Watching the World play: World Cup is a big draw for local soccer players

Published 9:12 pm Friday, June 25, 2010

There’s nothing to bring the world together like a little soccer.

As the 2010 FIFA World Cup wages on in South Africa this summer, there’s plenty of fans watching intently in Austin.

There’s Riverland Community College freshman Tom Lindsay, who watches the game to remind of his home in Kenya, Austin High School grad Jacob Brehmer, who plays and loves the sport, and AHS soccer player Francisco Torres, who was introduced to the sport shortly after he was born in Mexico and has watched and played it most of his life.

For Lindsay, watching the World Cup games at his dorm room just doesn’t compare to his experience’s watching soccer at home in Kenya.

“I remember back home we couldn’t miss a game at all,” said Lindsay, who transferred from St. Mary’s in Winona and will play soccer for RCC in the fall. “We had to use our neighbor’s TV and we’d pile up in his living room. Guys would also look through the outside doors just to see it.”

Lindsay, who came to the U.S. 11 months ago to play soccer and get an education to become an engineer, has never missed a World Cup and he’d always get together with his friends to watch the games. A lot of times, the get-togethers didn’t end when the game was over.

“After every game, we’d sit there and analyze it for like two hours and that was a lot of fun,” he said. “Now I’ll watch a game and it’ll remind me of home. I think about home every day and I miss it.”

Lindsay likes to pay attention to the midfielders when watching soccer, since he plays that position. Kenya has yet to make a World Cup, but Lindsay usually fines an African team to cheer for.

“I always like the African teams because I can relate to them,” he said. “This year I’m routing for Gahna. But if I had to put money down, I’d have to go with the big teams like Brazil and the Netherlands.”

Torres, who will be a sophomore at AHS this fall, was born into the soccer haven of Mexico and, while he was raised in Austin, he still visits Mexico in the summer.

“In Mexico it’s the only sport and everywhere you go, they’re watching or playing soccer,” he said. “It’s cool that anything can happen in the World Cup and even the good teams can lose (last year’s finalists Italy and France have already been eliminated). That’s exciting.”

Torres has played on the Packers varsity team since he was an eighth grader and he’s always looking for some new moves while cheering on Mexico and Argentina, who he also likes because they have one of the top players in the world in Lionel Messi.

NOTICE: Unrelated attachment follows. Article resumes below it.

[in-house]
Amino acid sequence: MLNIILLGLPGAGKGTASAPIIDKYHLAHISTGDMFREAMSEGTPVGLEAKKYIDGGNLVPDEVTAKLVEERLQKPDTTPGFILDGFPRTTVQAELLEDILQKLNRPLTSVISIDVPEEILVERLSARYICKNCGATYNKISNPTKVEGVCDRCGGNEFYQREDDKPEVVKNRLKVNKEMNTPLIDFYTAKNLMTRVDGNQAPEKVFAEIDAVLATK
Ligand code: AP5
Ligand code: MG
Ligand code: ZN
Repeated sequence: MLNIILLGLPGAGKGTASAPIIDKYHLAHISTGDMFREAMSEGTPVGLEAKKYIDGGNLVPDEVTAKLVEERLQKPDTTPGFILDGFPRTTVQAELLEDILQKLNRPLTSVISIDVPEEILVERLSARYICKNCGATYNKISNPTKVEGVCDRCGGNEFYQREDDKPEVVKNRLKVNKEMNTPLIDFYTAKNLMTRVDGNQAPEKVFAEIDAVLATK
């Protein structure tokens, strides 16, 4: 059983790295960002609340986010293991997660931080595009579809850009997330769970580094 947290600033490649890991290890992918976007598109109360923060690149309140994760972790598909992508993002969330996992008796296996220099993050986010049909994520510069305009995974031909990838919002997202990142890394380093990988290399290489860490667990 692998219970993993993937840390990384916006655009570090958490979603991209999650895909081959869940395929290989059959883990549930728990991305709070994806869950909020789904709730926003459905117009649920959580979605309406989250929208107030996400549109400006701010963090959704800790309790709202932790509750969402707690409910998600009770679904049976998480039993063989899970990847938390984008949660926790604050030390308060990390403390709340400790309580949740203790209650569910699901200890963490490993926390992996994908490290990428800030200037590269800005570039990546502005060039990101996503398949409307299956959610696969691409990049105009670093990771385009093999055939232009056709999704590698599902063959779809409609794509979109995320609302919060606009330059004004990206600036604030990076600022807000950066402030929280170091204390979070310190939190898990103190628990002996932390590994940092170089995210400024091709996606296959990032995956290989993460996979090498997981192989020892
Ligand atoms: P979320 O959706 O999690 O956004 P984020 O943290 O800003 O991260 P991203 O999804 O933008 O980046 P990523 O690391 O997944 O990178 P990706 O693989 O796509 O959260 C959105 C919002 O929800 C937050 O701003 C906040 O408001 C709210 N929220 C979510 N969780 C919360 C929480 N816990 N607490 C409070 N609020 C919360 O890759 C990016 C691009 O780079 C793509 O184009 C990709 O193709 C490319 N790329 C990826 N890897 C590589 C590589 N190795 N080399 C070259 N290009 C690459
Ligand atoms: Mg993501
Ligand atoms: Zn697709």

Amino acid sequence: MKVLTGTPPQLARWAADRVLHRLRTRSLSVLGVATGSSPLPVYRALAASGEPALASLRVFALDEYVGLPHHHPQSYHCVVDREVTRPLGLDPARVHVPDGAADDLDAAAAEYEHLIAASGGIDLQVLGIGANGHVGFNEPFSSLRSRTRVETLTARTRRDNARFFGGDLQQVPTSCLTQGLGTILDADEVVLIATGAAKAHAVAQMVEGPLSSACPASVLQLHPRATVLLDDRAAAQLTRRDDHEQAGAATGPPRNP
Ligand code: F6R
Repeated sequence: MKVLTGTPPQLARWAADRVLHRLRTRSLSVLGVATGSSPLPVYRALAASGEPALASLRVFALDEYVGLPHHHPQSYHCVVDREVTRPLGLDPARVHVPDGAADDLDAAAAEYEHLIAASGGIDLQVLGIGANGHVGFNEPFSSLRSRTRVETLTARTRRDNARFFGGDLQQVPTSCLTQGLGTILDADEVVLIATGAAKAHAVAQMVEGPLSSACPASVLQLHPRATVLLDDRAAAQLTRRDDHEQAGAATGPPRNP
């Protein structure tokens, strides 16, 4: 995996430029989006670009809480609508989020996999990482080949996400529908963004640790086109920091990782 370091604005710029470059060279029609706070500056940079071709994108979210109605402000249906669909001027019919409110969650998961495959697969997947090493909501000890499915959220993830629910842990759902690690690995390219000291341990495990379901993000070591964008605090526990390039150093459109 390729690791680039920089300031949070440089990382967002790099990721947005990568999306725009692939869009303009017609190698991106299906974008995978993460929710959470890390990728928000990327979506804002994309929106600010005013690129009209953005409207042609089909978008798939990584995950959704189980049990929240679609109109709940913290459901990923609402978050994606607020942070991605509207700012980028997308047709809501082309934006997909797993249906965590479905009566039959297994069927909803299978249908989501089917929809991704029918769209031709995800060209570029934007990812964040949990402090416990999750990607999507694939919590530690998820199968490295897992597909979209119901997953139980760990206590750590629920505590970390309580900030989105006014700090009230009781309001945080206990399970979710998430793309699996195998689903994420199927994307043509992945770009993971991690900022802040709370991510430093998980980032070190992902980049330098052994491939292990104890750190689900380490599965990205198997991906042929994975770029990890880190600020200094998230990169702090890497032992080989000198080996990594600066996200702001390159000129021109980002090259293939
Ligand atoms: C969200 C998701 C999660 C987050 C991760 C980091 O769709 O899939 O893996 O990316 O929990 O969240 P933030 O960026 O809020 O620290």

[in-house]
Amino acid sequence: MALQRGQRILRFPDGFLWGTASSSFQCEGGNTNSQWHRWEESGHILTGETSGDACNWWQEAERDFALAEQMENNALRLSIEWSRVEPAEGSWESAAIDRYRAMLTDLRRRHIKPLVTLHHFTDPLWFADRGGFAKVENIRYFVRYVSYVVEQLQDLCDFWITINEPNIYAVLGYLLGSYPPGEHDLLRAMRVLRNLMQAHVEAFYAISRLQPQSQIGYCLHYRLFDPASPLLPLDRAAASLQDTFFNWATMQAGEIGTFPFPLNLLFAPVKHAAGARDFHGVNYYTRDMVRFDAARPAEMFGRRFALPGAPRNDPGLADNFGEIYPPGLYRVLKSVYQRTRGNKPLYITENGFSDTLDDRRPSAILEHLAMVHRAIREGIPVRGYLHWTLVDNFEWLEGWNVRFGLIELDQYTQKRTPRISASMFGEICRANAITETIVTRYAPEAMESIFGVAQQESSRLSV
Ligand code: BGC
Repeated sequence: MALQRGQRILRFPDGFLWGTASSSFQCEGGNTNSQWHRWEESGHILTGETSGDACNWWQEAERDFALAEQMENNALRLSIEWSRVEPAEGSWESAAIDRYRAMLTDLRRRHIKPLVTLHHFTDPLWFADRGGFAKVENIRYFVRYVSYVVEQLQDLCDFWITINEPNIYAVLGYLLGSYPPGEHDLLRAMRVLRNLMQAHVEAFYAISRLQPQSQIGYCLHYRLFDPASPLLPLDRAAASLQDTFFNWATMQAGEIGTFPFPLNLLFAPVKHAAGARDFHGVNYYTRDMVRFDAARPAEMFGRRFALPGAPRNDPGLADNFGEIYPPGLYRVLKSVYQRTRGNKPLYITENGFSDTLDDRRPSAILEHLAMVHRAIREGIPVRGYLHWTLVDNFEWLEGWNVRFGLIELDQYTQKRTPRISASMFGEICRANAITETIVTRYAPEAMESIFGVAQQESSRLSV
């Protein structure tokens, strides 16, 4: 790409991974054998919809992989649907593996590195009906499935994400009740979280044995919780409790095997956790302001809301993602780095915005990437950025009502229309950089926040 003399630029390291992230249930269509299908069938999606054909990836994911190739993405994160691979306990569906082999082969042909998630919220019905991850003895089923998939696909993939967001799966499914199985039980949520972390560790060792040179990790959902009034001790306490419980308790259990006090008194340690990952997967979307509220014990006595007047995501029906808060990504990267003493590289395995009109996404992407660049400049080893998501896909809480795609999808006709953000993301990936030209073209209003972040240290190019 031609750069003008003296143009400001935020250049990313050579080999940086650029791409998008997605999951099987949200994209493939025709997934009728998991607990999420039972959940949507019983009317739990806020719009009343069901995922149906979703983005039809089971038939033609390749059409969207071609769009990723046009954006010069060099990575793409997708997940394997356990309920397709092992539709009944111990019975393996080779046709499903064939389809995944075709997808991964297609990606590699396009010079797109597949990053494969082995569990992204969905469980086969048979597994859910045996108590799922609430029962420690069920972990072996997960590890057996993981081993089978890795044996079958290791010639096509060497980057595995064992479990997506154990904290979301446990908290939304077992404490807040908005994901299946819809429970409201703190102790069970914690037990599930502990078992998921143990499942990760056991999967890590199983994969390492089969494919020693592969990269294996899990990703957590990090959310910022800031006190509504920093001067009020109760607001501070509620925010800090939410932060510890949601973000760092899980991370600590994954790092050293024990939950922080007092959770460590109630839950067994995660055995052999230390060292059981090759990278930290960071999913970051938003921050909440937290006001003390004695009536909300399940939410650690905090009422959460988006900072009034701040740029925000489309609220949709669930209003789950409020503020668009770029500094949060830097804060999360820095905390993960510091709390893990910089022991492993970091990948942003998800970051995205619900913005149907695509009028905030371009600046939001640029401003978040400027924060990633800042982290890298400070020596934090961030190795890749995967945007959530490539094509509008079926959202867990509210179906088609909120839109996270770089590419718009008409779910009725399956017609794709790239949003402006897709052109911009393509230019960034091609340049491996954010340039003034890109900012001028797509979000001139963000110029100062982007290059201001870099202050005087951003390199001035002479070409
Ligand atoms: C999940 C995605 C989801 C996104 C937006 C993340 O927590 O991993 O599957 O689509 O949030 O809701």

“I’ve been following the Cup close this year,” he said. “It keeps me motivated and helps me play better. I try to mimic moves that I see in the games.”

Torres said things would get interesting on the Packers soccer team when Mexico would take on the U.S.

“When the U.S. would play Mexico, we’d go back and forth and talk about who was going to win. That makes it fun,” he said.

Brehmer, who was an All-State midfielder for Austin as a senior, said that he is quick to cheer for Mexico when they’re not playing the U.S.

“You see how the other teams are doing and you route for them also. It’s a fun and eye opening experience at the same time,” he said.

Soccer has become more and more popular in the U.S. over the years and Brehmer credits the World Cup’s success to it being in national television. It’s also a big deal that the event takes place only once every four years.

“It’s the biggest soccer event there is and it’s tough to compare it to anything else,” he said.

While Brehmer enjoys watching the games, he found almost as much joy by introducing a relative to soccer. His uncle, who is a retired Lieutenant Colonel in the Air Force who loves sports but hated soccer, always said that soccer was exciting as watching grass grow.

After the U.S. won a game with a late goal on Wednesday to advance to the round of 16, Brehmer’s uncle sent a text saying that it was hard not to get excited about it and that the whole office was watching and asking about the game.

”My uncle was one of those people who thought it was boring. He’s watched this tournament and now he’s a soccer fan,” Brehmer said. “That’s pretty cool.”